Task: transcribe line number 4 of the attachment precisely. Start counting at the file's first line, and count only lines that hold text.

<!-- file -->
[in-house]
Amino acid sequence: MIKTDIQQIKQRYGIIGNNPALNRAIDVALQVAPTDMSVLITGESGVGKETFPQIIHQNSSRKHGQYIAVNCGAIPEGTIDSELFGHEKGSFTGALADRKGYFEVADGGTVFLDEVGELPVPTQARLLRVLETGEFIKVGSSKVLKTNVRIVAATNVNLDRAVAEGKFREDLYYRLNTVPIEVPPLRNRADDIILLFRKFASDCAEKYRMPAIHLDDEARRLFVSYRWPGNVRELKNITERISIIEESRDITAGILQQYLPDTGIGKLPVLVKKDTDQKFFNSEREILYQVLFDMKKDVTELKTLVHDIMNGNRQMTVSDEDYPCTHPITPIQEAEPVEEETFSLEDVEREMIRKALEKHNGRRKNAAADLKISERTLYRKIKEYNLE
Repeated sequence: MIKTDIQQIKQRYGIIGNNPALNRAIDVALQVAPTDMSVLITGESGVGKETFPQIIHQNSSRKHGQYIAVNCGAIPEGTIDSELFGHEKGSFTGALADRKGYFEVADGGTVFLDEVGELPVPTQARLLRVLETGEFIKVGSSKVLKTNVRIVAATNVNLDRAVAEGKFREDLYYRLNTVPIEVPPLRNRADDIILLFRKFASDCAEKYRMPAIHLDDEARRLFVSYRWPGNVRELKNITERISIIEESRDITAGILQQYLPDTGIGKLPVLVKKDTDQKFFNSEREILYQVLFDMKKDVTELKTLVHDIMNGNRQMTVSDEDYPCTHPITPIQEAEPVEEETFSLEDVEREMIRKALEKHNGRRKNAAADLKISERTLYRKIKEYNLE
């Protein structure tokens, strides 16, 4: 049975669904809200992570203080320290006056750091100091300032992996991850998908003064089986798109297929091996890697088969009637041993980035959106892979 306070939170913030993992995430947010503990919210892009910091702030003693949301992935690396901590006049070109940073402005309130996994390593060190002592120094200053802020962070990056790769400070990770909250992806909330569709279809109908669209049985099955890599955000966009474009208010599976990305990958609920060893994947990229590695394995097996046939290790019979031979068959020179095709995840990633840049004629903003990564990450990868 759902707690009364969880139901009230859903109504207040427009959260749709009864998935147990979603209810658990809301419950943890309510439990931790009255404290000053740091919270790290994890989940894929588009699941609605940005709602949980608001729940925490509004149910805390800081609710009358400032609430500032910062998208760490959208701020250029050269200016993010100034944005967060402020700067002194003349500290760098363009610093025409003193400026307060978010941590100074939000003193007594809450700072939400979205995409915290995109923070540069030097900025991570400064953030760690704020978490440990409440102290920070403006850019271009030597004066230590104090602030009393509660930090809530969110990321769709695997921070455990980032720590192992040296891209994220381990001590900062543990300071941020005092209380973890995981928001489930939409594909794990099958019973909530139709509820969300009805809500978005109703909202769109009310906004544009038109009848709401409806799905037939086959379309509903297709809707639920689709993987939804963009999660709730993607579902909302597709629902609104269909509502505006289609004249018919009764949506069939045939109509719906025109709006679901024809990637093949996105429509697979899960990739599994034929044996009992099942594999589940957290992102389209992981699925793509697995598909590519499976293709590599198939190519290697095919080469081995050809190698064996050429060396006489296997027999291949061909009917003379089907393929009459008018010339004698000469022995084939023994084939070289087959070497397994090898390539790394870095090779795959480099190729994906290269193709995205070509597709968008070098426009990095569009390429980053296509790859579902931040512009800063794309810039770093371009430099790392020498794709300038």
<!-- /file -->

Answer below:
């Protein structure tokens, strides 16, 4: 049975669904809200992570203080320290006056750091100091300032992996991850998908003064089986798109297929091996890697088969009637041993980035959106892979 306070939170913030993992995430947010503990919210892009910091702030003693949301992935690396901590006049070109940073402005309130996994390593060190002592120094200053802020962070990056790769400070990770909250992806909330569709279809109908669209049985099955890599955000966009474009208010599976990305990958609920060893994947990229590695394995097996046939290790019979031979068959020179095709995840990633840049004629903003990564990450990868 759902707690009364969880139901009230859903109504207040427009959260749709009864998935147990979603209810658990809301419950943890309510439990931790009255404290000053740091919270790290994890989940894929588009699941609605940005709602949980608001729940925490509004149910805390800081609710009358400032609430500032910062998208760490959208701020250029050269200016993010100034944005967060402020700067002194003349500290760098363009610093025409003193400026307060978010941590100074939000003193007594809450700072939400979205995409915290995109923070540069030097900025991570400064953030760690704020978490440990409440102290920070403006850019271009030597004066230590104090602030009393509660930090809530969110990321769709695997921070455990980032720590192992040296891209994220381990001590900062543990300071941020005092209380973890995981928001489930939409594909794990099958019973909530139709509820969300009805809500978005109703909202769109009310906004544009038109009848709401409806799905037939086959379309509903297709809707639920689709993987939804963009999660709730993607579902909302597709629902609104269909509502505006289609004249018919009764949506069939045939109509719906025109709006679901024809990637093949996105429509697979899960990739599994034929044996009992099942594999589940957290992102389209992981699925793509697995598909590519499976293709590599198939190519290697095919080469081995050809190698064996050429060396006489296997027999291949061909009917003379089907393929009459008018010339004698000469022995084939023994084939070289087959070497397994090898390539790394870095090779795959480099190729994906290269193709995205070509597709968008070098426009990095569009390429980053296509790859579902931040512009800063794309810039770093371009430099790392020498794709300038």